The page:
The archaeology of the body, which developed relatively recently, has proved to be a particularly productive avenue of research, leading archaeologists to explore areas previously considered unchartered territory, such as corporeal and sensory experiences, to mention but a few of the diverse areas of interest. The study of the body in archaeology may no longer be considered to be breaking news; in the field of Cypriote archaeology, though, works that are body-centred are by and large restricted to the study of prehistory.[1] Conversely, specialists in Cypriote archaeology of the Iron Age have been largely unswayed by the sirens of theoretical discourse. Although the body has been touched on implicitly, for example, in the study of coroplastic art,[2] the discussions have tended to treat key concepts, which are still ferociously contested today, as self-explanatory and axiomatic. It is true to say that the great corpus of studies of the Cypriote Iron Age continues to resist “unconventional” approaches, although recent trends in fact point to a delayed yet steady infiltration of theoretically informed publications as demonstrated by the recent works of Hamilakis and Sherratt,[3] Papantoniou,[4] Mikrakis,[5] Averett,[6] and Zeman-Wisniewska.[7] Furthermore, the periodical exhibition that was organised in 2014 by the Department of Antiquities, Cyprus entitled “The Body: lived experiences in ancient Cyprus”[8] has contributed to a re-examination of archaeological evidence of the prehistoric and Iron Age periods in a new light.

The objective of this article is not to add factual data to the extensive literature on mortuary ritual of Iron Age Cyprus, nor does it claim to have “invented the wheel”, as the archaeology of the body is now a well-established area of archaeological interest. Rather, this essay aims at proposing to Iron Age specialists an avenue for re-examining old or new data through an alternative theoretical and methodological perspective. It is argued, therefore, that a body-informed reappraisal of mortuary rituals can address new questions which explore the existential essence of being human, thus pushing the agenda beyond proving or disproving the presence of ethnic groups on the island. As a trained prehistorian myself, I do not make any claims to be in any way an expert in the Iron Age; nevertheless, I believe that a consideration of prehistoric paradigms may allow archaeologists to pose new questions to the archaeological data of the protohistoric and historical periods. This essay does not intend to be exhaustive, and for practical reasons it will be limited to the case study of the well-documented cremation burial of Tomb 1 of the Salamis cemetery, which dates to the first part of the Early Archaic period (750–600 BC).[9]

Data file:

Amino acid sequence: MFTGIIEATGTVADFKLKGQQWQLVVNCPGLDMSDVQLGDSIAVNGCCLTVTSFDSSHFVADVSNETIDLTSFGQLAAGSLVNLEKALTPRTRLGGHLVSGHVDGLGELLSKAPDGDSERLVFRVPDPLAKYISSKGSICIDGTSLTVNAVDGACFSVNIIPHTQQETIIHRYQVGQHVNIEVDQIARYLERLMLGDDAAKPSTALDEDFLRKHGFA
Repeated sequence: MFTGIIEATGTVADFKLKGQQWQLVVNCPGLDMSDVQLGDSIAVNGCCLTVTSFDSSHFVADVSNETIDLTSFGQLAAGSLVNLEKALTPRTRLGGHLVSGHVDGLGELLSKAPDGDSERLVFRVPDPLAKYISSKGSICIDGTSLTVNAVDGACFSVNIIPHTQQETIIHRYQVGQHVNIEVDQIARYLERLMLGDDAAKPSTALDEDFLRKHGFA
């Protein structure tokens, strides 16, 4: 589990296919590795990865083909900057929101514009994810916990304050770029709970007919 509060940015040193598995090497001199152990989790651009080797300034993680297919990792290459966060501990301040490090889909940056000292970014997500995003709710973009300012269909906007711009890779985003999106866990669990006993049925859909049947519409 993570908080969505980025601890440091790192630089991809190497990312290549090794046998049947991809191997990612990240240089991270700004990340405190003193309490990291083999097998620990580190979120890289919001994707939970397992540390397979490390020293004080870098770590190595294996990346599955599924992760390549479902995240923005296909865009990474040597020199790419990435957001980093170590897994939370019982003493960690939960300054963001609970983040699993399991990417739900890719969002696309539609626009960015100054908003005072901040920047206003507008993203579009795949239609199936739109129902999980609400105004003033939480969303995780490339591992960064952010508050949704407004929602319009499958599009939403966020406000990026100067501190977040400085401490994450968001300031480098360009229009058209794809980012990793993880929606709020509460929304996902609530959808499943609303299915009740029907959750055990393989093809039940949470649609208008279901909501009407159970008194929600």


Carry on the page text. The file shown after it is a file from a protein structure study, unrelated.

Archaeology of the body

Although archaeologists have been touching on issues relating to the body in an implicit and indisputable way for some time, the study of the body entered archaeology late, following earlier developments in social sciences. It would not be practical to present a detailed account of the diversity that characterises body-centred archaeological research within the confines of the present essay. Borić and Robb,[10] however, have recognised three main trends characterising the study of the body in archaeology that are summarised as follows. The art-historical approach is particularly concerned with the way the human body has been portrayed in Classical art. Secondly, research developed in the framework of gender and feminist archaeology has questioned the previously unequivocal connection between the physical body and social roles. Thirdly, the recent adoption of a phenomenological perspective has led archaeologists towards tracing diverse and distinct embodied experiences, highlighting the role of the senses in perceiving the world and in shaping identities that are grounded on the body (i.e. “embodied”).

One of the areas that have emerged in body-focused research concerns the treatment of the body. With reference to the dead body, it has been argued that the way the remains are treated can provide valuable insights into past ideologies surrounding not only death, but fundamentally the existential question of being human.[11] A shift in mortuary practices, therefore, from inhumations to burials, or the parallel practice of inhumation and cremation burials, may indicate contrasting concepts on what it means to be human.[12] It has been argued, for example, that inhumations intended to retain the person as close as possible to its living condition through the arrangement of the body, the objects surrounding it, and the construction of a tomb where the deceased “dwelled”.[13] By contrast, cremation is considered to be a destructive process which dismantled and transformed the body after death on a pyre.[14] Cremation, however, did not come to an end with the destruction of the cadaver, as evidence often suggests that the body continued to constitute a whole even in its altered state. The fact that the fragmented body parts were still treated with care suggests that they were still perceived as meaningful by the living[15] essentially because the cremated body existed as the quintessence of what once represented an integral body.[16] The wholeness of the transformed body was also ensured by retaining the cremated remains in a vessel, which itself gave the body a new corporeality.[17] Another way for the personhood of the cremated to be retained was through the construction of graves that could be revisited.[18]